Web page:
Concerns With The Indian Education System: A Quick Analysis

Posted on June 3, 2011 in Learning+

By Adil Imroz:

Education system is undoubtedly the foundation of a nation. Education makes man civilized and therefore the country. It makes the mankind literate in ethics and moral values. If we have a well nurtured and balanced education system, then half the task of the country’s development is done.

But when we look into the Indian context we have some very big problems and thus the challenges are tougher.

Despite growing investment in education, 35% of its population is still illiterate; only 15% of Indian students reach high school, and just 7% graduate. 25% of teaching positions nationwide are vacant, and 57% of college professors lack either a master’s or PhD degree. The quality and education standards vary drastically state to state. Compare the likes of Karnataka, Maharashtra with that of Bihar and Jharkhand and we will get the magnitude of variation we are talking about. Literacy for females varies with around 34% in Bihar to 88% in Kerala; for males it is 60% in Bihar and 94% in Kerala. Rajasthan suffers the widest gender difference, female literacy stands at 44% and male at 77%.

Governments come and go, making so many promises, victimizing the innocent population, but at the end it turns out to be another mirage of hopes. Every time a pledge is taken to increase spending on education to 6% of the GDP, but the actual spending keeps hovering around 4%. So many amendments and policies are made, commissions are set up, but the ground of realty is rarely seen. The blend of education and corruption makes it a more deadly combo. Where the education system should just have the motto of providing education and knowledge, they are providing more; they are providing money to the corrupt politicians and businessmen. They see it as an another industry where money flows uninterrupted, irrespective of any recession.

If numbers are to be considered then we are with a decent score of 20 central universities, 215 state universities, 100 deemed universities, 5 institutions established and functioning under the State Act, and 13 institutes which are of national importance. Other institutions include 16000 colleges, including 1800 exclusive women’s colleges, functioning under these universities and institutions. But more than numbers, the quality matters and there we are below par.

World Bank statistics found that fewer than 40 percent of adolescents in India attend secondary school. The Economist reports that half of 10-year old rural children could not read at a basic level, over 60 percent were unable to do divisions. If we go to higher technical education the problem is much bigger. For colleges like IITs, NITs and IIMs government hire faculties from abroad, but what about the institution which have either poor faculties or no faculties? Parents invest their life savings in dreams of making their children engineers, doctors and more but many unfortunates get into some universities running without an affiliation or at end– a fake degree. In January 2010, government decided to withdraw deemed university status from around 44 universities. Some were having inadequate infrastructure and some didn’t had sufficient faculties.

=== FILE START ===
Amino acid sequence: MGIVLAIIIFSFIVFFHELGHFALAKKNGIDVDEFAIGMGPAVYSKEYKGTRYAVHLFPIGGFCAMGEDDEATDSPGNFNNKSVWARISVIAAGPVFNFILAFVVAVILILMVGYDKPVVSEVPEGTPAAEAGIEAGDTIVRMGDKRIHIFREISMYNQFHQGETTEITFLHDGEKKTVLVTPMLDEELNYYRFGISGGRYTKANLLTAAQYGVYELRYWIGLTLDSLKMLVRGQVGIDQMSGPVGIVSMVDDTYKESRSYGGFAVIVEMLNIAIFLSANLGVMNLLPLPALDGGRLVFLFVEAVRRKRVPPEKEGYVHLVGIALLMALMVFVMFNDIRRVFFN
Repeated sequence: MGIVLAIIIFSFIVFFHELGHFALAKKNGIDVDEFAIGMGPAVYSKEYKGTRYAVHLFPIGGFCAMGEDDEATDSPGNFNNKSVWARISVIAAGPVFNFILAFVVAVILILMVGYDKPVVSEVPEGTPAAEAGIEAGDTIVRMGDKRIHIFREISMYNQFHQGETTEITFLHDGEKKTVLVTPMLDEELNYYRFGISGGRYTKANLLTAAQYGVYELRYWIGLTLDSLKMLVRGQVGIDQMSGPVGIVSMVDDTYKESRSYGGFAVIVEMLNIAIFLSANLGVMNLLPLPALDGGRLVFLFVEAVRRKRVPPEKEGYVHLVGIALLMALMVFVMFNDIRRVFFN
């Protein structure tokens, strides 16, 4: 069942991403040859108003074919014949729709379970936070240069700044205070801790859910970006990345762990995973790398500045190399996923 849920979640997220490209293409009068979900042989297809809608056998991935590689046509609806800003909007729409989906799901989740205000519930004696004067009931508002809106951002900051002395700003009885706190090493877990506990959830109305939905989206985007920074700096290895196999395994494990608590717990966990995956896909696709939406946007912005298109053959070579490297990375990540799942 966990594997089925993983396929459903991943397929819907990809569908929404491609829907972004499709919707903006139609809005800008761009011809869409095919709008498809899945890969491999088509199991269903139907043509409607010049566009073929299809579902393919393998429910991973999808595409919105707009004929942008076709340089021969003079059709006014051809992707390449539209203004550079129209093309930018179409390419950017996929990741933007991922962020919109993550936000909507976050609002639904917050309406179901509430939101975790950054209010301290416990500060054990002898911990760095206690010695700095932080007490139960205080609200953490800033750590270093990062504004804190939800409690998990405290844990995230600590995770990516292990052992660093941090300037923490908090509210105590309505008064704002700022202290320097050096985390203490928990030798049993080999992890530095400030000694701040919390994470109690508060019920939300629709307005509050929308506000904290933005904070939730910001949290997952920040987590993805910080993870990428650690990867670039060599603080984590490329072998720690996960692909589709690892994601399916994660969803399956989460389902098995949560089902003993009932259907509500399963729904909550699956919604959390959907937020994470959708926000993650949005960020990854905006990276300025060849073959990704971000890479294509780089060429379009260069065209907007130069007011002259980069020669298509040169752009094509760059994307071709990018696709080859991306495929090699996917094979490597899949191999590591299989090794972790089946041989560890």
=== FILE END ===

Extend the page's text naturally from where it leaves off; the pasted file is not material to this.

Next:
So are these the foundations on which India will stand as the superpower by 2020? Are these our strengths by which we’re going to compete with the likes of China, U.S.A, and U.K?

A lot has to be done to make Indian education system flawless and at par with those of developed countries. Our government makes so many policies and amendments for uplifting the education standard. They should be stricter in implementing of the new policies and amendments. All those educational institutions set up by criminals and corrupt politicians for making-money should be monitored and controlled by the government. Alternate education should be promoted in India so that the youngsters can pursue what they want. Scholarships, not just for the under-privilege students but also to the common people should be given. Corruption is the main cause for degradation of so many things other than education, so government should deal with corruption in a more effective way.

Probably with some more steps like these, if taken by the political community of the country, India too will be able to boast of rich knowledge culture. Along with other areas, she will be able to show her supremacy in field of education too.

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  • Manjudhar Kumar

    Education is formal as well as informal. Poor children may be given informal edu during nights so that they can engage in other activities to earn a bread. I don’t think our Govt can provide all the required things for a child so that he can attend the school and bring better class result. It is because of poverty that most of the children abstain. So night classes would be ideal. Well monitored evening/night classes and enabling them to qualify academically are practical

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